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  • Megan Johanson

10 Data Visualizations to Give You a New Perspective on Pride Month

It’s Pride Month and I’m back with 10 data visualizations that will give you a new view of the lives and experiences of LGBTQ+ people in the United States. There has been some progress for the rights and respect of LGBTQ+ people, but not nearly enough.

Throughout this article, I will use the terminology from each visualization/report when describing it. Trigger warning: Visualization 4 in this blog post contains content about dating violence and rape.

1. LGBTQ+ Representation on TV, visualized by Madeline Stanislav

This visually beautiful sunburst chart packs in a lot of information, though it is not an exhaustive list of all tv shows. This visualization doesn’t tell the data story at a glance, but rather it makes you want to spend some time diving into it.

I notice that of the shows and networks reviewed, Netflix has the most LGBTQ+ representation. It also appears to be 50/50 whether the actor playing an LGBTQ+ character is LGBTQ+.

While the color palette is beautiful, I find it a bit hard to map the colors in the legend to the ones in the chart. I’m also left wondering if there could have been a way to include coding for multiple LGBTQ+ characters in one show because the color-coding at that level only reflects one type of representation. For example, I know that Glee and Brooklyn Nine-Nine have more than one LGBTQ+ character, but they are only coded as having a gay character.

A multi-level sunburst chart where LGBTQ+ representation in the media is presented with Network in the center. The categories are further divided by genre, type of LGBTQ+ representation, whether the actor is LGBTQ+, and number of seasons.


2. Police Harassment, visualized by Prison Policy Initiative

This simple but effective bar chart depicts the higher rates at which Black, Indigenous, and People of Color (BIPOC) transgender people have police interactions or are harassed by the police, compared to white transgender individuals. Black and Multiracial transgender people are twice as likely to experience a police interaction or harassment than white transgender people.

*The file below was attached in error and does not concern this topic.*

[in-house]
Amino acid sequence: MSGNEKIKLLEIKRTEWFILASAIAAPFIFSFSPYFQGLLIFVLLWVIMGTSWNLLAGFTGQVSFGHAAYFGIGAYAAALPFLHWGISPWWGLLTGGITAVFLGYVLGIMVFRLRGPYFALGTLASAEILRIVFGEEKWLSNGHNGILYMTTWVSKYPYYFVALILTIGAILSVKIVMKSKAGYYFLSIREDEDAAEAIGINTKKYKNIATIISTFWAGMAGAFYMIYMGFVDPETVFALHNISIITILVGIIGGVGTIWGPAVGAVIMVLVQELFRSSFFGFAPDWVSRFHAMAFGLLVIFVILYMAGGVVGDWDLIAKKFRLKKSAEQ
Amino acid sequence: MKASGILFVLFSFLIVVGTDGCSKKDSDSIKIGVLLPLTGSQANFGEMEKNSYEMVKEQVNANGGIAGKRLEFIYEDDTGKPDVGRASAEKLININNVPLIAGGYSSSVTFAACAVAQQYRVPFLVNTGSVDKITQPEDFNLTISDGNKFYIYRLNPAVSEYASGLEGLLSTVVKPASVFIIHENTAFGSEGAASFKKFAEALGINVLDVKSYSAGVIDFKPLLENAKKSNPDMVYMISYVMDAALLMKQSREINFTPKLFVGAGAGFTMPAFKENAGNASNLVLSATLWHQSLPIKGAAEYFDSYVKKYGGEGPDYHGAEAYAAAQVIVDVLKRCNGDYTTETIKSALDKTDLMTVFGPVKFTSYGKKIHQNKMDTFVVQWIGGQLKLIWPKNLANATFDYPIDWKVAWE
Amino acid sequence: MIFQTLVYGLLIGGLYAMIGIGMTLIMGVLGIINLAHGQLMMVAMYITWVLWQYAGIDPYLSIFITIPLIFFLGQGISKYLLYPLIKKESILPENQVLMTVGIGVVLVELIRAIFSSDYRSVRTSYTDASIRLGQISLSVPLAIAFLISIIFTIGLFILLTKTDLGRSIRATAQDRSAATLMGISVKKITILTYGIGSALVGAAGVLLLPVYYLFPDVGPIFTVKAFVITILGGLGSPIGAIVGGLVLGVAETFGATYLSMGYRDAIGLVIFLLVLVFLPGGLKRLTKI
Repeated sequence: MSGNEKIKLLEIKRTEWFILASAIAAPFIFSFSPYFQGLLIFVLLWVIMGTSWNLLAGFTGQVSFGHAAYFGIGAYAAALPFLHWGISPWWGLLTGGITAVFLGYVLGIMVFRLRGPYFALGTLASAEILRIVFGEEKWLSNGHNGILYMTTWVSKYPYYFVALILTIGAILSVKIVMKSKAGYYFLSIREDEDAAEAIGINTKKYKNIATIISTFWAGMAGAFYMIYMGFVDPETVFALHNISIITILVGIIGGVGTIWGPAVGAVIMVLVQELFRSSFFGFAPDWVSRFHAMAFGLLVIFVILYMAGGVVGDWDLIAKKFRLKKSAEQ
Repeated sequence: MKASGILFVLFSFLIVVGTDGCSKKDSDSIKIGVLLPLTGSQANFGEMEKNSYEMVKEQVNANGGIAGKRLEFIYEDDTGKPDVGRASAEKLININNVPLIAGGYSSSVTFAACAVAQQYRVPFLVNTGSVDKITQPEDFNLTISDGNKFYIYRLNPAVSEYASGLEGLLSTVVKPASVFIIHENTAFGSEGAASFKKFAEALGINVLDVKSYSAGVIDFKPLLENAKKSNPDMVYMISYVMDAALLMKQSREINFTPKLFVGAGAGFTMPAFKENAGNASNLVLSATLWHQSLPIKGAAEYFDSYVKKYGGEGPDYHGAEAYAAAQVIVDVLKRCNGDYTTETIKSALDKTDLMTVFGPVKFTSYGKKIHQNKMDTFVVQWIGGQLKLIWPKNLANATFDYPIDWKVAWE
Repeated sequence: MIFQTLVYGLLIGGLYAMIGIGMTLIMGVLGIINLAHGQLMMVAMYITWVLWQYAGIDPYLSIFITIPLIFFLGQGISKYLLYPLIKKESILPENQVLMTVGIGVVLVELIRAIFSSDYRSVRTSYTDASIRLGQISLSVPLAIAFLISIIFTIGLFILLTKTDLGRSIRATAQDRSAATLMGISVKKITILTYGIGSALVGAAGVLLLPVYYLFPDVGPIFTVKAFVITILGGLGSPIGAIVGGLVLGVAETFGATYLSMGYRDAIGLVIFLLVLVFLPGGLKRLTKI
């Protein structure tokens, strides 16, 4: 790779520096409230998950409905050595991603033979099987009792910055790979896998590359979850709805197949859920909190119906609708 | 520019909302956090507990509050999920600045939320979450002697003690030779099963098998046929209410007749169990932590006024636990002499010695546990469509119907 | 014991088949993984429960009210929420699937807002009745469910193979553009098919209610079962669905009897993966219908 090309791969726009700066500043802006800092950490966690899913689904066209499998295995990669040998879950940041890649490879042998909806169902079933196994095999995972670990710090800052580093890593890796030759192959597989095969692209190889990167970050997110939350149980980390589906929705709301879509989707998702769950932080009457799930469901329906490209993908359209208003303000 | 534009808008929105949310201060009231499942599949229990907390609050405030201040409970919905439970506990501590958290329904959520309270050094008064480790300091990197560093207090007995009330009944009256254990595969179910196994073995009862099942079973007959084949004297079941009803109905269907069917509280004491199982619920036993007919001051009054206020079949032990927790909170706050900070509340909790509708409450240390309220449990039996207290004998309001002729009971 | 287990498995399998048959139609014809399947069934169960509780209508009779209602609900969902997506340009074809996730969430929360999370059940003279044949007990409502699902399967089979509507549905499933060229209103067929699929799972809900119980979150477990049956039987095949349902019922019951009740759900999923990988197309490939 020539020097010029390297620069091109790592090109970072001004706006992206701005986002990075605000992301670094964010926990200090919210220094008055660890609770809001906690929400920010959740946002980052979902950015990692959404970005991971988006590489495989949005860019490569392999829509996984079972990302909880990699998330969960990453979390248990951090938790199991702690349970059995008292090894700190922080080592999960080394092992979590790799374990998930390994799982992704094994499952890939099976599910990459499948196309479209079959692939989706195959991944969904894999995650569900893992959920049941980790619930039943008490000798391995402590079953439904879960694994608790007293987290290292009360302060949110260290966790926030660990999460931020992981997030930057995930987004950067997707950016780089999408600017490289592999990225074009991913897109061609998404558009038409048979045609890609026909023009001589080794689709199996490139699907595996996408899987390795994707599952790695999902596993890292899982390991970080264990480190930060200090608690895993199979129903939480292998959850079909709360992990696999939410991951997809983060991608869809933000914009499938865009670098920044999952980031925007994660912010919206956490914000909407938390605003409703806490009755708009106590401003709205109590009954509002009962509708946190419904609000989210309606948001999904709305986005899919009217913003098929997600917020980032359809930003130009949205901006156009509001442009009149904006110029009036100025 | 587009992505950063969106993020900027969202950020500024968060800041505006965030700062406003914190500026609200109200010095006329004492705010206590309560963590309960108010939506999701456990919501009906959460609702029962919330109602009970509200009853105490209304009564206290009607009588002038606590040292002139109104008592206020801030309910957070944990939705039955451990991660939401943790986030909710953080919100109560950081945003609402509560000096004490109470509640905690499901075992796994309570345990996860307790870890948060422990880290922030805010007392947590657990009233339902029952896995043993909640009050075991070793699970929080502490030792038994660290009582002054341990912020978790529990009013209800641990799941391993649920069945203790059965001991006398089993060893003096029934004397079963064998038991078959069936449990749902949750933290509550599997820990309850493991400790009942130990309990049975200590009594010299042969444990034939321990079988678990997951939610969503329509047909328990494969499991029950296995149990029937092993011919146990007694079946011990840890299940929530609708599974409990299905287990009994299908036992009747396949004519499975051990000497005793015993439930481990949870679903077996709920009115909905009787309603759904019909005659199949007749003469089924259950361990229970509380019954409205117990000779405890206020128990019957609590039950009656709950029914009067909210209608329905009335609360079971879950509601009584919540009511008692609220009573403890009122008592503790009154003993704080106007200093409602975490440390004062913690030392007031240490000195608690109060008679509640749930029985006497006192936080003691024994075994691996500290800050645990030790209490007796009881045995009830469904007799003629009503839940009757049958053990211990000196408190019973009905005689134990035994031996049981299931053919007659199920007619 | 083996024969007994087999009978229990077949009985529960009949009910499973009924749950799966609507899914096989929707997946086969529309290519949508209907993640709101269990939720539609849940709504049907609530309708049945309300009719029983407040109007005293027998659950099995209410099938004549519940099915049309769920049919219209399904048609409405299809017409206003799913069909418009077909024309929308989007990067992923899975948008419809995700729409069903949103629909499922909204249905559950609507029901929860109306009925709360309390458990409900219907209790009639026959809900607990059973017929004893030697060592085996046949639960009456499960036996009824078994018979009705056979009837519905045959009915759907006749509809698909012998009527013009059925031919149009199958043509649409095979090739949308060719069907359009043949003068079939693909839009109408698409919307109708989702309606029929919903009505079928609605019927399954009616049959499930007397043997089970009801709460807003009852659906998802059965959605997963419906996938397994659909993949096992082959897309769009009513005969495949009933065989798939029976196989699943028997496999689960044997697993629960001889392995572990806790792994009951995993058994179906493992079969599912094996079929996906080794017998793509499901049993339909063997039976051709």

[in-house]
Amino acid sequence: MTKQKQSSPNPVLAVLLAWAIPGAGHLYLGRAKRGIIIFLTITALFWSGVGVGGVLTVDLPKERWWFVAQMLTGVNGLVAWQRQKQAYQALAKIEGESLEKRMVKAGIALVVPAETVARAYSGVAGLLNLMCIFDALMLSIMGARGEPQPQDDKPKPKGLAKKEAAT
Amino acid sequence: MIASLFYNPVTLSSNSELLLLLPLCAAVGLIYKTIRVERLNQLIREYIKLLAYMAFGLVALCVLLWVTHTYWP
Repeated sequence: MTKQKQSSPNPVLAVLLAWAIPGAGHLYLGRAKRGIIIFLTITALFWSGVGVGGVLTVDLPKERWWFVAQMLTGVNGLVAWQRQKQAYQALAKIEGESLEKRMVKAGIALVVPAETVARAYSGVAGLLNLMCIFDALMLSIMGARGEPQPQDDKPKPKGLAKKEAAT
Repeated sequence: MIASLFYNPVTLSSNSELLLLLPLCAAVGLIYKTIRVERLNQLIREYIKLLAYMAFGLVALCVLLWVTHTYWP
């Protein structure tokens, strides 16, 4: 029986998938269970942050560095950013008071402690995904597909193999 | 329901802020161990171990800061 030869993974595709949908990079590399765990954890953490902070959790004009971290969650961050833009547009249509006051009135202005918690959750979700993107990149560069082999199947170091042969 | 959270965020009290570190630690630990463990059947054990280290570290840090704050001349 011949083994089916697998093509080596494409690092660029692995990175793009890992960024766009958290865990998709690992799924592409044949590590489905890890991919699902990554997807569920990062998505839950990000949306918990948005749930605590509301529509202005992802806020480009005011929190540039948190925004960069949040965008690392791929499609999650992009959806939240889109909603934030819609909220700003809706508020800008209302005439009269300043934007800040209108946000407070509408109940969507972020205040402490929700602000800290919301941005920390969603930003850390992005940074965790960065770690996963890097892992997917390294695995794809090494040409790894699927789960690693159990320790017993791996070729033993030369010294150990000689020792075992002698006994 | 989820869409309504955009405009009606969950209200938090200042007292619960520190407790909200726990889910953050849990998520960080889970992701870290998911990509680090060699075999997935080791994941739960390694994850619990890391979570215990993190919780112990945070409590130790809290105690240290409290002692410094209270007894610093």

Bar chart where percentage of transgender people who have had police interactions or been harassed by the police is represented separately for each race. BIPOC transgender people are much more likely to have police encounters/harassment.


3. Perceived Discrimination, visualized by FiveThirtyEight

This line chart depicts the percent of Americans that believe various underrepresented groups experience a lot of discrimination. The orange line nicely draws our attention to the main point of the chart: that perceived discrimination of gays and lesbians has gone down over the years.

However, whether LGBT people actually report a reduction in discrimination is a different question that this dataset can’t answer.

Line chart where Americans reported which groups of people experience a lot of harassment. Perceived harassment for gays and lesbians has gone down over 5 years.


4. Dating Violence, visualized by the Center for Disease Control and Prevention

This infographic was clearly designed to give off a youthful vibe, but the content is incredibly serious. The data were collected in 2017 from nearly 15,000 students.

LGB students were about 3x more likely to experience physical and sexual dating violence compared to heterosexual students. Students unsure of their sexuality were more than twice as likely to experience physical and sexual dating violence. Both of those groups of students were also much more likely to have been forced to have sexual intercourse (LGB students-4.5x as likely, students unsure about their sexuality-almost 3x as likely). That’s nearly 1 in 4 LGB youth, an alarming statistic.

Clearly, even questioning one’s sexuality is related to an increased risk of teen dating violence.

Infographic on teen dating violence where LGB students are more likely to experience physical and sexual dating violence and forced to have sexual intercourse.


5. Unprotected by Laws, Visualized by Gabrielle Merite for Behance

This is another beautiful but complex visualization. It’s a small multiples chart with parallel visuals for each of the 50 states. What stands out most are the colors. Colors represent that LGBT people are protected by law in certain ways. The different colors reflect the different legal areas: employment, education, housing, public accommodation, credit.

The small United States map in the top right corner gives a high-level view of the geography of LGBT protection laws. The Northeast is most likely to have full protection, and the West Coast states have at least partial protection.

A scan of the visual shows us that about half of the states have zero laws protecting LGBT people against discrimination. Only 11 states have legal protection across all 5 areas. For states with no protective laws, sexual orientation or gender identity are legal reasons for firing someone or not allowing them to rent a home.